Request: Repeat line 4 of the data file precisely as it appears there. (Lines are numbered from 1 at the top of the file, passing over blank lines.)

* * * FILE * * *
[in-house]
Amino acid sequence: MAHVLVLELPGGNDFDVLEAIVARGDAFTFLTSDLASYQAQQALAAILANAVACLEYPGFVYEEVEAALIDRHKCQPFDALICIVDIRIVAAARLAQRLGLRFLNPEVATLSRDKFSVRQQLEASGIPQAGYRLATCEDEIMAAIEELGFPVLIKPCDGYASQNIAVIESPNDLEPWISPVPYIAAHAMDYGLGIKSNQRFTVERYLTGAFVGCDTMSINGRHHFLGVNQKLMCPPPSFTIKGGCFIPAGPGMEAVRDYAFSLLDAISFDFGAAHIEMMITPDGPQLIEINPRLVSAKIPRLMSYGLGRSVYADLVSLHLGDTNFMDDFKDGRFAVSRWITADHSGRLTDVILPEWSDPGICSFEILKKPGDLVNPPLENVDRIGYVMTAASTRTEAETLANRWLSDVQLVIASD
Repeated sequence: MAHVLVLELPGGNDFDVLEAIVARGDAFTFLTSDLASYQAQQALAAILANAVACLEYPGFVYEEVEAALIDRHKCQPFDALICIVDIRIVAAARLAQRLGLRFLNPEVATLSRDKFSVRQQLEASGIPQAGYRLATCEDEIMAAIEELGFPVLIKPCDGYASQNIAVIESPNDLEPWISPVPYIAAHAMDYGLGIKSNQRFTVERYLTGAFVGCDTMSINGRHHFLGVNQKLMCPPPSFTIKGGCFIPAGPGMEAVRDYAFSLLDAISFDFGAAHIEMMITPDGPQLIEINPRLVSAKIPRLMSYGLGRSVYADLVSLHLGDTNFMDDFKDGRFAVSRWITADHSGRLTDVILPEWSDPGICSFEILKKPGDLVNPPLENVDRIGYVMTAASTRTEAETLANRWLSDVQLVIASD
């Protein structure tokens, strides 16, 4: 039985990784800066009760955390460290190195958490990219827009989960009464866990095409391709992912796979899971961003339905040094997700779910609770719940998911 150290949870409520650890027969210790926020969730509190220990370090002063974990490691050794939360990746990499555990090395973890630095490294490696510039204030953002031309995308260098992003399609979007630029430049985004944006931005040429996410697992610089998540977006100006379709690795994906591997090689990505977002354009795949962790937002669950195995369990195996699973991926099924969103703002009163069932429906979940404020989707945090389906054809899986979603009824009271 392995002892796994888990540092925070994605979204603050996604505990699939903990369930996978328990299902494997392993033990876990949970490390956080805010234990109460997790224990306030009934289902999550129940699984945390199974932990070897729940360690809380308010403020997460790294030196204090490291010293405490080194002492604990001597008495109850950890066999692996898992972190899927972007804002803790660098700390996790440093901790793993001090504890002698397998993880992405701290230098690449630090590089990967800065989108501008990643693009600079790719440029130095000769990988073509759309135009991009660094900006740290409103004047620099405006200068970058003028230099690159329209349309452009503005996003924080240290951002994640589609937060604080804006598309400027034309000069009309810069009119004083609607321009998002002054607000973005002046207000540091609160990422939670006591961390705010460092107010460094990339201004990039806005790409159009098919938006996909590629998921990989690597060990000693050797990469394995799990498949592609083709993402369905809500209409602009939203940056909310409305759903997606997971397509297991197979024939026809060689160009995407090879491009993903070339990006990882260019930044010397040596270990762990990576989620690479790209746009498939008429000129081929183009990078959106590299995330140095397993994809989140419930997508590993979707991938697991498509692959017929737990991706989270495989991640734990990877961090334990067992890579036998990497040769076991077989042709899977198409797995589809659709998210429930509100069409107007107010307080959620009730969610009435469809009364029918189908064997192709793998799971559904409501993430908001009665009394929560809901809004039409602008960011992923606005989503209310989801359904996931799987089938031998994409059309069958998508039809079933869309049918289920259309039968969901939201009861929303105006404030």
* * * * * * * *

């Protein structure tokens, strides 16, 4: 039985990784800066009760955390460290190195958490990219827009989960009464866990095409391709992912796979899971961003339905040094997700779910609770719940998911 150290949870409520650890027969210790926020969730509190220990370090002063974990490691050794939360990746990499555990090395973890630095490294490696510039204030953002031309995308260098992003399609979007630029430049985004944006931005040429996410697992610089998540977006100006379709690795994906591997090689990505977002354009795949962790937002669950195995369990195996699973991926099924969103703002009163069932429906979940404020989707945090389906054809899986979603009824009271 392995002892796994888990540092925070994605979204603050996604505990699939903990369930996978328990299902494997392993033990876990949970490390956080805010234990109460997790224990306030009934289902999550129940699984945390199974932990070897729940360690809380308010403020997460790294030196204090490291010293405490080194002492604990001597008495109850950890066999692996898992972190899927972007804002803790660098700390996790440093901790793993001090504890002698397998993880992405701290230098690449630090590089990967800065989108501008990643693009600079790719440029130095000769990988073509759309135009991009660094900006740290409103004047620099405006200068970058003028230099690159329209349309452009503005996003924080240290951002994640589609937060604080804006598309400027034309000069009309810069009119004083609607321009998002002054607000973005002046207000540091609160990422939670006591961390705010460092107010460094990339201004990039806005790409159009098919938006996909590629998921990989690597060990000693050797990469394995799990498949592609083709993402369905809500209409602009939203940056909310409305759903997606997971397509297991197979024939026809060689160009995407090879491009993903070339990006990882260019930044010397040596270990762990990576989620690479790209746009498939008429000129081929183009990078959106590299995330140095397993994809989140419930997508590993979707991938697991498509692959017929737990991706989270495989991640734990990877961090334990067992890579036998990497040769076991077989042709899977198409797995589809659709998210429930509100069409107007107010307080959620009730969610009435469809009364029918189908064997192709793998799971559904409501993430908001009665009394929560809901809004039409602008960011992923606005989503209310989801359904996931799987089938031998994409059309069958998508039809079933869309049918289920259309039968969901939201009861929303105006404030």